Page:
Katharine Hepburn

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Katharine Houghton Hepburn (May 12, 1907 – June 29, 2003) was an iconic star of American film and stage, widely recognized for her sharp wit, New England gentility and fierce independence. A screen legend, Hepburn holds the record for the most Oscars for best actress won at four. She was nominated for twelve Best Actress Academy Awards, the record for nominations until 2003, when Meryl Streep earned her 13th nomination for Adaptation. Hepburn won an Emmy in 1975 for her lead role in Love Among the Ruins, and was nominated for four other Emmys during the course of her acting career. In 1999, the American Film Institute ranked Hepburn the greatest actress of all time.

Hepburn's early years
Hepburn was born in Hartford, Connecticut to a successful urologist, Thomas Norval Hepburn, and a suffragette, Katharine Houghton Hepburn. Hepburn's father was a staunch proponent of publicizing the dangers of venereal disease in a time when such things were not discussed, and her mother advocated birth control and equal rights for women. "We were snubbed by everyone, but we grew quite to enjoy that," Hepburn later said of her unabashedly liberal family, who she credited with giving her a sense of adventure and independence.

Her father insisted that his children be athletic, and encouraged swimming, riding, golf and tennis—a characteristic for which Hepburn would later become recognized. Hepburn excelled at physicality, fearlessly performing her own pratfalls in films such as Bringing Up Baby, which is now held up as an exemplar of screwball comedy.

She was educated at Bryn Mawr College, receiving her drama degree in 1928, the same year she debuted on Broadway after landing a bit part in Night Hostess. A banner year for Hepburn, 1928 also marked her nuptuals to socialite businessman Ludlow Ogden Smith, whom she had met at Bryn Mawr. Hepburn and Smith's marriage was rocky from the start—she insisted that he change his name to S. Ludlow Ogden, so she would not be called the "too ordinary" name of "Mrs. Smith". Succumbing to the pressures created by Hepburn's burgeoning film career, the couple divorced in 1934.

Hepburn's film career begins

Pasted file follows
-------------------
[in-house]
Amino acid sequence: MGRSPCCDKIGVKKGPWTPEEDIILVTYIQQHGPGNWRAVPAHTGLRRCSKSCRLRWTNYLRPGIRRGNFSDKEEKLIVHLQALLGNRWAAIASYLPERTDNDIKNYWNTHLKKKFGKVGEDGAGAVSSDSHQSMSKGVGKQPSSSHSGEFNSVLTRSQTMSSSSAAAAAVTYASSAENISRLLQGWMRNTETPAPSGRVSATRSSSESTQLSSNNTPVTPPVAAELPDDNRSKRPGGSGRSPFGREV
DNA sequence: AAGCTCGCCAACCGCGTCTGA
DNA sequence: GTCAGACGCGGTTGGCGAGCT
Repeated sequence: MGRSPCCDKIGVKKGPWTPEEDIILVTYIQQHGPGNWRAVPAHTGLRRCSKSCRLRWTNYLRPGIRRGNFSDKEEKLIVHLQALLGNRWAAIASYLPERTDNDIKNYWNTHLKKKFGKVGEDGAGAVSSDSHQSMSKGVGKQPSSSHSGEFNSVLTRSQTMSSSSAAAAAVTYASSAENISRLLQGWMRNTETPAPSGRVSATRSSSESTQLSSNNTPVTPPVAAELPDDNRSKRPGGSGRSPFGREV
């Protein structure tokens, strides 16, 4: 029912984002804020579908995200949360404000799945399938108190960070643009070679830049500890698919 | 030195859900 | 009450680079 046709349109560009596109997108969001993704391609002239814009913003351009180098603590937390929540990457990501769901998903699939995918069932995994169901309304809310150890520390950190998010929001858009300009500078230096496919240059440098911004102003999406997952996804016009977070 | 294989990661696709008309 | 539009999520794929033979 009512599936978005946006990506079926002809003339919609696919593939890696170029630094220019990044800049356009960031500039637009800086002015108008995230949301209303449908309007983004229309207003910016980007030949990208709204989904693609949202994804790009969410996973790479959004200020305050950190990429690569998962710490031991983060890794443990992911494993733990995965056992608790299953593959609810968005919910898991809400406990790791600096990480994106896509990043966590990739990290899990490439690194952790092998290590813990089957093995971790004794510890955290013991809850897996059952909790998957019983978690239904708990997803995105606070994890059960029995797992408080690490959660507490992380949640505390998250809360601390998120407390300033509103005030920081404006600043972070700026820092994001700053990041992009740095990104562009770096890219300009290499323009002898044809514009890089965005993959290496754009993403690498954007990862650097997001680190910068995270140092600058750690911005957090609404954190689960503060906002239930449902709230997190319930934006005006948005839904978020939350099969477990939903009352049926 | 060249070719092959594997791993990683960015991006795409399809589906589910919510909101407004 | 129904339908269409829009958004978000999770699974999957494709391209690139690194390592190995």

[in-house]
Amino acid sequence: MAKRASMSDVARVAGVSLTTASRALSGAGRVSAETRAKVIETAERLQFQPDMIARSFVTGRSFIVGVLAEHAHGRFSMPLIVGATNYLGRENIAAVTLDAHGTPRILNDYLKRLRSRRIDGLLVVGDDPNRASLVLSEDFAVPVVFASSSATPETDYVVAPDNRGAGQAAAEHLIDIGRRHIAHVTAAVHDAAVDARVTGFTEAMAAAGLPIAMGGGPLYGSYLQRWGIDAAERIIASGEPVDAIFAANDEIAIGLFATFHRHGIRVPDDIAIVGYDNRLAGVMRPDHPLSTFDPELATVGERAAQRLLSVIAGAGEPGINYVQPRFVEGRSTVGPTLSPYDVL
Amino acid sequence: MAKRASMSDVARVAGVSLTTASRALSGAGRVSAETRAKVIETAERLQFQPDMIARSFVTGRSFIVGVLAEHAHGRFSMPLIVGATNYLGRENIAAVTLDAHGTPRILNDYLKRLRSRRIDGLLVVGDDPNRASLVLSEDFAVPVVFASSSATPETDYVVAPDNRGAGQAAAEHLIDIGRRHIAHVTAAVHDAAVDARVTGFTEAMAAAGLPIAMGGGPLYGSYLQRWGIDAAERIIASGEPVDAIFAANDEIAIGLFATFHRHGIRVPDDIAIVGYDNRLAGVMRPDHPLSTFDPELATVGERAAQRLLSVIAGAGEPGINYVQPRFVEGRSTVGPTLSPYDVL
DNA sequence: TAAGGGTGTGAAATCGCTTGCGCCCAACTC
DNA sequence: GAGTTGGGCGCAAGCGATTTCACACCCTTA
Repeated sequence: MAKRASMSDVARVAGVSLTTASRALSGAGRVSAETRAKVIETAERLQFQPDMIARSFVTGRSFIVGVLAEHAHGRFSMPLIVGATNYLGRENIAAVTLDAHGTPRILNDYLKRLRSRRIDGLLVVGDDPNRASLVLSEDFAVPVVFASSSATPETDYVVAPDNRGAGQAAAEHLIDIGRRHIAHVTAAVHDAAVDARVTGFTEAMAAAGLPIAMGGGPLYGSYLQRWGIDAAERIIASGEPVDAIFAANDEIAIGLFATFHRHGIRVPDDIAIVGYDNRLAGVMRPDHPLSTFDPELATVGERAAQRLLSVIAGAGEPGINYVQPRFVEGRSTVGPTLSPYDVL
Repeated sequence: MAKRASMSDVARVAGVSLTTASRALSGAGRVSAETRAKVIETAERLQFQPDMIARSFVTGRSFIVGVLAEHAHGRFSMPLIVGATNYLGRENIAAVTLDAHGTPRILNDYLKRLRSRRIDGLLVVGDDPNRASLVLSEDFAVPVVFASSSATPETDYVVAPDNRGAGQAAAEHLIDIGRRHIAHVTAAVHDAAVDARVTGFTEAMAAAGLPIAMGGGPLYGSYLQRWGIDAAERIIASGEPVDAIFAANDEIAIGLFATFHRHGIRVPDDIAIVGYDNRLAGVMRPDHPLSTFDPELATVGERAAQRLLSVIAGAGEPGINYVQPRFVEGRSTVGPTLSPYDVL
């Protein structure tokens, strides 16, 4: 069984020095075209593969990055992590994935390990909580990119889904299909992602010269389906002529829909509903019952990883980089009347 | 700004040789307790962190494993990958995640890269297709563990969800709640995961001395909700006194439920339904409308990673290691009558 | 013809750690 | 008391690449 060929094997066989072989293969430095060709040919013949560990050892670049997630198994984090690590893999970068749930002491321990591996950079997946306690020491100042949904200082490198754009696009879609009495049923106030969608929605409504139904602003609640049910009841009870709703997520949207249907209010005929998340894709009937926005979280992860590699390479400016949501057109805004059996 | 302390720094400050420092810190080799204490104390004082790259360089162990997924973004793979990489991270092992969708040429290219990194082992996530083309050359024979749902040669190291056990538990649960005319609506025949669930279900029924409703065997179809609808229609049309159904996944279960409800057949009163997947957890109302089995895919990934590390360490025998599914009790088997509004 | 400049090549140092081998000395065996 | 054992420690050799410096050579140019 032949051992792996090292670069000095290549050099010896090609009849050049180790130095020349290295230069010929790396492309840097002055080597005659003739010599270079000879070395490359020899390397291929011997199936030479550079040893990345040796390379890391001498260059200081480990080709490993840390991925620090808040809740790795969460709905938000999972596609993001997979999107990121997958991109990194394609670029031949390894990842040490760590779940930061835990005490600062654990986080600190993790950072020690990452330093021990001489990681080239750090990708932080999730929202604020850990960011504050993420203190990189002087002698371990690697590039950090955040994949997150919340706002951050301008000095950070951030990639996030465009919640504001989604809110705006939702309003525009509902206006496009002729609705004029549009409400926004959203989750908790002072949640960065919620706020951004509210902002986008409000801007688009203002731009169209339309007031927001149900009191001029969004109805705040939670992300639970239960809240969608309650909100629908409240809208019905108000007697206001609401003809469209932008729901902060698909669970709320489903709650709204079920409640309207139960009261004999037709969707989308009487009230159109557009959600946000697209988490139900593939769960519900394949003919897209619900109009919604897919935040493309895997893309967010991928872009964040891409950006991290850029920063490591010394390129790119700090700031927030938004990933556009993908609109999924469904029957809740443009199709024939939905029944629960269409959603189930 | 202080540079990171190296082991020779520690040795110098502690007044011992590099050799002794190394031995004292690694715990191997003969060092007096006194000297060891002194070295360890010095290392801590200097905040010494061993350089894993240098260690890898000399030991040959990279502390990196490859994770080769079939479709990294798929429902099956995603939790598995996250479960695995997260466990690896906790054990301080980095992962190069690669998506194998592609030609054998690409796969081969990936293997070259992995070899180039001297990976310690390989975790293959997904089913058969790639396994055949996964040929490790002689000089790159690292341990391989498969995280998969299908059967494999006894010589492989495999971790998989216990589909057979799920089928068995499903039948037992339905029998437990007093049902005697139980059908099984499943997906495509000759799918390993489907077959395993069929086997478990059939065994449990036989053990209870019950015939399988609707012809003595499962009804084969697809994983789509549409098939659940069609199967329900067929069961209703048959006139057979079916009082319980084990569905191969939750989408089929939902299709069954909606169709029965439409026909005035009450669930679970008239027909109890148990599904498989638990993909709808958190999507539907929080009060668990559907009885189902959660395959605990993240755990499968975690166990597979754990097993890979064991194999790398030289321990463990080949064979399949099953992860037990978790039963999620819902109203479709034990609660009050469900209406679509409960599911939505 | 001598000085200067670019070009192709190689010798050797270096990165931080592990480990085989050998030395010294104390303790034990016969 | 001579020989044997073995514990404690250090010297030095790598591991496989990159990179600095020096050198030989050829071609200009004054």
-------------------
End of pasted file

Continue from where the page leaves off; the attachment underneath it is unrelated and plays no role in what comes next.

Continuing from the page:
Hepburn continued to work in theater, suffering her fair share of bad reviews. Her acting in The Lake resulted in Dorothy Parker’s famous remark that Hepburn "ran the gamut of emotions from A to B." Her big splash on Broadway came with the 1932 play The Warrior’s Husband (an update of Lysistrata) in which she played an Amazon princess. She entered the stage by leaping down a flight of steps while carrying a large stag on her shoulders—an RKO scout was so impressed by this feat that he offered her a film contract.

But in true Hepburn fashion, she demanded an outlandish $1,500 per week for film work (at the time she was earning $80 per week). After seeing her screen test for A Bill of Divorcement (1932), RKO agreed to her demands and cast her, launching her film career aside legendary actor John Barrymore and director George Cukor, who would become a lifetime friend.

Though she was headstrong, her work ethic and talent were undeniable, and the following year (1933), Hepburn won her first Oscar for best actress in Morning Glory. That same year, Hepburn played Jo in the screen adaptation of Little Women, which broke box-office records. In 1935, in the title role of the film Alice Adams, Hepburn earned her second Oscar nomination. By 1938 Hepburn was a bona-fide star, and her foray into comedy with the film Bringing Up Baby was well-received both critically and at the box office. But it was not enough to rescue her from an earlier series of flops such as The Little Minister (1934), Spitfire (1934) and Break of Hearts (1935), and her career began to decline.

Box office poison
Some of what has made Hepburn greatly beloved—her unconventional, straightforward, anti-Hollywood attitude—also began to turn audiences sour. Outspoken and intellectual, she defied the era's "blonde bombshell" stereotypes, often choosing to wear pants suits and no makeup. She also had a famously difficult relationship with the press, turning down many interviews. Hepburn's aversion to media attention did not thaw until 1973, when she appeared on The Dick Cavett Show.

She could also be prickly with fans—though she relented as she aged, in her early career Hepburn often denied requests for autographs. She was saddled with the label "difficult to work with", an attitude that earned her the nickname "Katharine of Arrogance" among directors and crew. Soon audiences began staying away from her movies.